The Acting Baltimore Police Commissioner’s 25 Year Track Record
Richard Worley, is the acting Baltimore Police commissioner and a nominee for the permanent position. Supporters highlight his deep understanding of the department, while activists emphasize the need for close examination considering the police force’s documented history of unconstitutional policing. Disciplinary summaries obtained through a public records request reveal several complaints against Worley, including traffic accidents and a complaint by a woman whose home was raided by police. However, the summaries only offer a limited view, and a complete Internal Affairs file would provide more information. Worley’s disciplinary history shows incidents such as preventable collisions and closed cases involving workplace conduct and alleged discrimination. The Baltimore Sun (June 29, 2023)
From the Des
Baltimore police punishments raises eyebrows; mental health faces reform in VA; D.C.’s homicide rate at 20-year high
The Department of Forensic Sciences in D.C. struggles with reform due to internal conflicts, raising concerns about the city’s criminal legal system. Former Baltimore police sergeant’s lenient sentence for misconduct stirs concerns about policing reform. Virginia State Senator dedicates career to mental health reform in the wake of personal tragedy. Former College Park Mayor is…
Ex-cop in Baltimore is sentenced for misconduct in false arrests; D.C. mayor focuses on youth violence
D.C. tackles opioid crisis and youth violence with public emergency declaration. Retired Baltimore cop receives home detention for misconduct. Logan Circle small businesses doubt crime bill’s effectiveness. DAT’s questionable traffic stops spark concerns. Juvenile detention center faces crisis with rising incidents. Inmate mastermind’s escape attempt foiled.
Mishandling of fractured wrist in D.C. prison awards victory till company claims bankruptcy; Youth in D.C. detention centers react to draw attention to their despair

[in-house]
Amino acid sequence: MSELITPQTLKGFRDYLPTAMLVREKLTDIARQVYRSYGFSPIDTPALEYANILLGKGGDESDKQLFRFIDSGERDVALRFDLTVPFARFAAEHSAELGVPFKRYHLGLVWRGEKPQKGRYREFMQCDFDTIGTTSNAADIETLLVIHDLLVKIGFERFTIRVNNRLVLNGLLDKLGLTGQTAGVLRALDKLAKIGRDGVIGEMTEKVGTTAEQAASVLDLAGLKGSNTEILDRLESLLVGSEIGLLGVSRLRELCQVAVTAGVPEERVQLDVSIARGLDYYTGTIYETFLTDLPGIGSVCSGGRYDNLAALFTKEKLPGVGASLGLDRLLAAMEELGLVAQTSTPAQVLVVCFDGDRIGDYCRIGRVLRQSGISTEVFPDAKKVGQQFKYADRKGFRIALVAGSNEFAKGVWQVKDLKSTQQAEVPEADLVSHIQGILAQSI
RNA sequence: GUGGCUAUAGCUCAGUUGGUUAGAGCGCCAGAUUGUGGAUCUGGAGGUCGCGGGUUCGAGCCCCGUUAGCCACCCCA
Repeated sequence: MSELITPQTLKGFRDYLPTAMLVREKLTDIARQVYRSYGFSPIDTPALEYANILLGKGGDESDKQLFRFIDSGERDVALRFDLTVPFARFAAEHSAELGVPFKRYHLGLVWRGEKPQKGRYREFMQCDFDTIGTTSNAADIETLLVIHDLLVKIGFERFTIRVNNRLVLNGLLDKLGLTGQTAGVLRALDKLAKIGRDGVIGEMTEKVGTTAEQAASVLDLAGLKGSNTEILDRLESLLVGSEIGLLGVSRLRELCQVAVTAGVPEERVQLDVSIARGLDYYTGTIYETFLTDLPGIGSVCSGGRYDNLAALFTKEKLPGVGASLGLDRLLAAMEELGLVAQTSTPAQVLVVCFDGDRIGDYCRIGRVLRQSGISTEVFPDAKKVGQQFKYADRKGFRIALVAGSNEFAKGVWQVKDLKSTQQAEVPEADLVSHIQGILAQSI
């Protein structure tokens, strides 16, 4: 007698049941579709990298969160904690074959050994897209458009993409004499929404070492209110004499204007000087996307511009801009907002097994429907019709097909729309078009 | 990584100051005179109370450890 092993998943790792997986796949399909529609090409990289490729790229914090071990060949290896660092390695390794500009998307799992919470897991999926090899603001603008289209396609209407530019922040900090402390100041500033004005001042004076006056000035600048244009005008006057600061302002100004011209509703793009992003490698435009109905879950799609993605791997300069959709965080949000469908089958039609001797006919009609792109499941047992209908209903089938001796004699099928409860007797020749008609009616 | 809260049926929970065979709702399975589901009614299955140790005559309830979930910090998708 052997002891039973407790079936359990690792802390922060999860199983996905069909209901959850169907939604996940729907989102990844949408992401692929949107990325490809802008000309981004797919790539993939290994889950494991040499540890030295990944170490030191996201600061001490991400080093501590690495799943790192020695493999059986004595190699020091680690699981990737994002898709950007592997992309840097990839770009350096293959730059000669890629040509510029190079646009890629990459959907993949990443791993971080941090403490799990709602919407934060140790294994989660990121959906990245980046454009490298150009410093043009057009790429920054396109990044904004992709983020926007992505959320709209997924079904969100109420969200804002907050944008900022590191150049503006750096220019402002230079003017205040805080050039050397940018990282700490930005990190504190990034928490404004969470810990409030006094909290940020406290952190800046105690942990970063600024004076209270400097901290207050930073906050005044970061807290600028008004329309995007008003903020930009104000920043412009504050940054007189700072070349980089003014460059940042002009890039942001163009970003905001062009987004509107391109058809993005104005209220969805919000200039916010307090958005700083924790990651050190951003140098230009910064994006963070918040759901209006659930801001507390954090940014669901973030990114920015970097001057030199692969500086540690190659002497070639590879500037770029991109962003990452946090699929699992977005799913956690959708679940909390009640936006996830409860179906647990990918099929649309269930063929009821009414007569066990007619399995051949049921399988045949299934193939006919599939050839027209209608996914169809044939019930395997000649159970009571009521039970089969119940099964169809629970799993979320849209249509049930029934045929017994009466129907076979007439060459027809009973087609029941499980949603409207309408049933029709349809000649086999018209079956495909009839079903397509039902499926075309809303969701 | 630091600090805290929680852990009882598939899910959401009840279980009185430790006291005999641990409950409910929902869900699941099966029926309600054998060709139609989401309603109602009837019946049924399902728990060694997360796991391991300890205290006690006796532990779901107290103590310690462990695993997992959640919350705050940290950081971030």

The Pentagon faces a dog fighting scandal. Carjackings surge in D.C., and Maryland’s highest court deliberates on the fate of Adnan Syed, whose murder conviction gained notoriety through the “Serial” podcast.
In Other News
In response to greater concern over gun violence, Denver schools are bringing back police officers. Parents voiced the need for police officers for the sake of their student’s safety. Critics, however, are worried that this will disproportionately hurt students of color. There has been overwhelming data showing that Black students are far more likely to be arrested than their white counterparts. The New York Times (June 27, 2023)
Florida’s Governor Ron Desantis has spent over 13.5 million dollars to recruit officers in other states who are frustrated by Covid-19 vaccine mandates. His incentive scheme has resulted in a slew of recruited officers with a history of excessive violence or officers who have been arrested since being hired. The Guardian (May 22, 2023)
Three San Antonio police officers were charged with the murder of Melissa Perez after responding to a call outside her house. She was accused of having a “mental health crisis” before her death. All three officers have been released on $100,000 bonds, Bexar County jail records show. The New York Times (June 24, 2023)
The Supreme Court overturned the conviction of an online stalker from Colorado, stating that threats on social media must show subjective intent to be punishable. Supporters claim the decision bolsters free speech protections, while critics worry about the implications for protecting people from online threats. ABCNews (June 27, 2023)
A report by the Department of Justice blamed the Federal Bureau of Prisons for the conditions that allowed sex offender Jeffrey Epstein to hang himself in his Manhattan jail cell in 2019. The report found that 13 employees within the Bureau of Prisons engaged in misconduct and negligence in their treatment of Epstein. The report also highlighted a pattern of troubling deaths in custody and systemic problems within the Bureau of Prisons. NBC News(June 27, 2023)
- Read: Essay about parental incarceration by 17 year old Joshua Martoma, one of the winners of the Annual Student Editorial Contest.
- Read: Can cops smoke pot? Revamped legal landscape raises new questions for officers and recruits
- Read: The argument against charge-based exclusions or “carveouts”
- Read: Why life without parole in America is a cruel purgatory
- Read : Reasons to oppose charge based exclusions in Reform
- Read: feminist focus on punitive measures destabilizes supportive structures
- Tweet: Inmates are dying in Texas prisons during heatwave; met with minor acknowledgement